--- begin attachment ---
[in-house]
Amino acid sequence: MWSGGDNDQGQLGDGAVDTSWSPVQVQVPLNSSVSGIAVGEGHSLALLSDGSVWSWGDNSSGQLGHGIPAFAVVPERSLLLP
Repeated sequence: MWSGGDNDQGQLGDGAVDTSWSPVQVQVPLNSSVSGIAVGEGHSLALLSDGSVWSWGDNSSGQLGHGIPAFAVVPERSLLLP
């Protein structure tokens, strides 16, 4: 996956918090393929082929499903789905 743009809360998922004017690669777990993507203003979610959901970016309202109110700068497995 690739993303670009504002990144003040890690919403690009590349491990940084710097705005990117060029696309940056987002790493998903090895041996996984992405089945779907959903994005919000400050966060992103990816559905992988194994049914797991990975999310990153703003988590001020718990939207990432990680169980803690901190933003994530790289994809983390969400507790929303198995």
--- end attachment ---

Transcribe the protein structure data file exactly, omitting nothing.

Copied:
[in-house]
Amino acid sequence: MWSGGDNDQGQLGDGAVDTSWSPVQVQVPLNSSVSGIAVGEGHSLALLSDGSVWSWGDNSSGQLGHGIPAFAVVPERSLLLP
Repeated sequence: MWSGGDNDQGQLGDGAVDTSWSPVQVQVPLNSSVSGIAVGEGHSLALLSDGSVWSWGDNSSGQLGHGIPAFAVVPERSLLLP
């Protein structure tokens, strides 16, 4: 996956918090393929082929499903789905 743009809360998922004017690669777990993507203003979610959901970016309202109110700068497995 690739993303670009504002990144003040890690919403690009590349491990940084710097705005990117060029696309940056987002790493998903090895041996996984992405089945779907959903994005919000400050966060992103990816559905992988194994049914797991990975999310990153703003988590001020718990939207990432990680169980803690901190933003994530790289994809983390969400507790929303198995």